Injuries. The image of ambulances and stretchers on football fields were far too common in the second week of the football season, starting with Tulane safety Devon Walker suffering a broken neck after a helmet-to-helmet collision with a teammate. The injury required CPR and a tracheotomy on the field before he was taken to the hospital. Arkansas cornerback Tevin Mitchel also was carted off the field after a head-to-head collision. In less serious injury news: Arkansas quarterback Tyler Wilson may or not have a broken collarbone that will keep him out of Saturdayâs game against Alabama. Oregonâs potential All-American safety John Boyett may also miss the remainder of the season with a knee injury. Indianaâs hopes of a competitive season may also be dashed with a broken leg to Tre Roberson. USC center Khaled Holmes, Missouri left tackle Elvis Fisher and Washington State quarterback Jeff Tuel were among other key players leaving Saturdayâs games with injuries.
Jarvis Jones, Georgia. Defensive tackle Ndamukong Suh and cornerback Tyrann Mathieu finished in the top five in Heisman voting in the last three seasons. If a defensive player is going to make a Heisman push, the discussion might as well start with Jones. The Georgia linebacker had eight tackles, an interception and a sack with a forced fumble in the Bulldogsâ 41-20. His turnovers led to 14 Georgia points in the fourth quarter.
Matt Barkley, USC. The preseason Heisman favorite had an opportunity to impress East Coast voters against Syracuse in East Rutherford, N.J. Though his game was uneven at times (and delayed during halftime due to weather), Barkley finished 23 of 30 for 187 yards, matching his own school record with six touchdown passes. If there was any flaw in his game, Barkley completed 21 passes to Robert Woods and Marqise Lee and only two passes to other receivers.
Collin Klein, Kansas State. Miamiâs defense is flat-out bad (1,055 yards allowed in two games), but what Klein did against the Hurricanes earned plenty of buzz. Klein picked up where he left off last season in the ground game with three rushing touchdowns on 81 yards. Klein was nearly as efficient through the air, completing 9 of 11 passes for 210 yards with a touchdown and an interception. His only miscue may have been this:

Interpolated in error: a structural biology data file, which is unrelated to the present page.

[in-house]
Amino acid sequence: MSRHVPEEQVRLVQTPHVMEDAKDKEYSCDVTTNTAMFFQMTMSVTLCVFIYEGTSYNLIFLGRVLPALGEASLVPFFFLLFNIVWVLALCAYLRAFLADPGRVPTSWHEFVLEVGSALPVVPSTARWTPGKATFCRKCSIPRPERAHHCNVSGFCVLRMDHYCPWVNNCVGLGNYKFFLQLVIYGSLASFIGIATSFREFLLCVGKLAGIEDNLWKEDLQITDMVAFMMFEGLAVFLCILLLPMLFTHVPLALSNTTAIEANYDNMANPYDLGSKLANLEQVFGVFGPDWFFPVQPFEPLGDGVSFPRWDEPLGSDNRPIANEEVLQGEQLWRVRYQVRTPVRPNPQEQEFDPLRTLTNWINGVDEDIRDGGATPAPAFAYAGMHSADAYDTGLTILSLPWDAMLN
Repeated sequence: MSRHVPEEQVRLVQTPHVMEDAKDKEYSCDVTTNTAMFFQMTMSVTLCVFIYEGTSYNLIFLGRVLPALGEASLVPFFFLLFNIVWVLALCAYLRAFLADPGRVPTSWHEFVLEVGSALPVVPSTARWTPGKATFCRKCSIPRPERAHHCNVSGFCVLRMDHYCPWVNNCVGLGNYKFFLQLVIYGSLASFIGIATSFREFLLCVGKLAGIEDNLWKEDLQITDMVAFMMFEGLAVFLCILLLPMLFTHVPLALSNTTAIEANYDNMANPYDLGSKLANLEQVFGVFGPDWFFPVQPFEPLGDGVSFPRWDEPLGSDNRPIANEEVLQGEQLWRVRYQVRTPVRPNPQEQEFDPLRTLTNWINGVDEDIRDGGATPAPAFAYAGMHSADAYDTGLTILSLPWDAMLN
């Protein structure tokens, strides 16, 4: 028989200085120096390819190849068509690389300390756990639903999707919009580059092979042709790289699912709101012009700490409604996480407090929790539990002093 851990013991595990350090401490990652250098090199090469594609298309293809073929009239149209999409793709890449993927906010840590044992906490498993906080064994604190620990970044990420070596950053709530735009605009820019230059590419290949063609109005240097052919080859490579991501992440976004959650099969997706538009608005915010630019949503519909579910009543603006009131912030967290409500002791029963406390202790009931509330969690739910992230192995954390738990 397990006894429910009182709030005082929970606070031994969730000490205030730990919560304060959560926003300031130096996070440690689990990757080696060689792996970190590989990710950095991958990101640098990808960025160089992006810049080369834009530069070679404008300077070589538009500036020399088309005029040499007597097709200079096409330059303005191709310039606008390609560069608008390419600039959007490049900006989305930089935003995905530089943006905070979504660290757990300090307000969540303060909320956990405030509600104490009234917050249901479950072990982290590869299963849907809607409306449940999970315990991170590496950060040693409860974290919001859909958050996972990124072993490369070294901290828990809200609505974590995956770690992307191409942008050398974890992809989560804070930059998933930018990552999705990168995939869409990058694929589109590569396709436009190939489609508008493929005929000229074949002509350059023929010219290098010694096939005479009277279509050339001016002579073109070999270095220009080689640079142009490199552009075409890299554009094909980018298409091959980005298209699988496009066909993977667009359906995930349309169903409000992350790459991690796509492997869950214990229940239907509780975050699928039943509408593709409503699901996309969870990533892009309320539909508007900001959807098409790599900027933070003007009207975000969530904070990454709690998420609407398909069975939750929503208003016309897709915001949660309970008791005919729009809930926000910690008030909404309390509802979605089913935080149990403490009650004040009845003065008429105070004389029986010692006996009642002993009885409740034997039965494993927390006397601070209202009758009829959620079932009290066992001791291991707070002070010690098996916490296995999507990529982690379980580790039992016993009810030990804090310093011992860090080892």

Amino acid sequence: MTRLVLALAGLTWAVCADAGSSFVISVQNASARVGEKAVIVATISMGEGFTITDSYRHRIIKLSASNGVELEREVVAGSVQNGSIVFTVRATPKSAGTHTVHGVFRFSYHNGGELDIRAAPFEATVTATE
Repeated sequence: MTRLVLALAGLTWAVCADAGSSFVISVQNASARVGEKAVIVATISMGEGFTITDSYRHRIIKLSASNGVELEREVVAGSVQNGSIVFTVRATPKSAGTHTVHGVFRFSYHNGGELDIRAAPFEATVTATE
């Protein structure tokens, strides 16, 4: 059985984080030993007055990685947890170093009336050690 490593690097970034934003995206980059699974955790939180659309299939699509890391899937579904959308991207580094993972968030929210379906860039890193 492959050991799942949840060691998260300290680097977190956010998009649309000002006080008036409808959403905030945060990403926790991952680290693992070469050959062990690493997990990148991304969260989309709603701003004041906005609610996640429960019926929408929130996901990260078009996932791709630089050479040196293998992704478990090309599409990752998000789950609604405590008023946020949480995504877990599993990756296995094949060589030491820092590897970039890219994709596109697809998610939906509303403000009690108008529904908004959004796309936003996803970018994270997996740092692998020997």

61. Montee Ballâs 61 rushing yards in the 10-7 loss to Oregon State was his lowest total since Oct. 23, 2010 against Iowa. Ball also ended his streak of 21 consecutive games with a touchdown. Oregon State limited him to 2 yards or fewer on nine of his 15 carries.
200/200. Michigan had a close call in a 31-25 win over Air Force, but Denard Robinson had another standout game. A week after a disastrous start against Alabama, Robinson passed for 203 yards and rushed for 218 against the Falcons, giving him the third 200-200 game in his career. Vince Young is the only other quarterback who has accomplished the feat more than once.
0. Iowaâs failure to reach the end zone continued in a 9-6 loss to Iowa State. The Hawkeyes, who had one touchdown in the first two games this season, have not scored a touchdown in the first three quarters of a game since a 31-21 win over Purdue on Nov. 19, a span of four games.
BURIED ON THE DEPTH CHART
DANG, THEYâRE GOOD
â¢ Ohio State
DANG, THEYâRE BAD
BEST GAMES NEXT WEEK
â¢ Notre Dame at Michigan State
â¢ USC at Stanford
â¢ Florida at Tennessee
Spencer Bentonâs 61-yard field goal. Clemson didnât need his field goal as time expired in the first half, but Benton put his name in record book anyway in the 52-27 win over Ball State. The 61-yarder was the longest in ACC history and the first 60-yarder in more than two seasons.
Louisiana Tech 56, Houston 49. Houston forced offensive coordinator Michael Nesbitt to resign after last weekâs loss to Texas State. Whatever changed as a result brought about instant results, at least as far as offense is concerned. Houston quarterback David Piland was 53 of 77 (six short of Drew Breesâ record of 83 attempts) for 581 yards before a fourth-quarter comeback bid fell short. Meanwhile, Louisiana Tech was the favorite in the WAC, but the Bulldogsâ allowed 692 yards.
Stephen F. Austinâs terrible, horrible, no good, very bad day. Sorry Arkansas and Auburn, your team did not have the worst day in college football. That belongs to Stephen F. Austin. The Lumberjacks had 10 turnovers against SMU, a feat that included six interceptions and four fumbles. And if thatâs not enough, Stephen F. Austin had two field goals blocked. Not surprisingly, SMU won 52-0.
THREE SECOND HALF COMEBACKS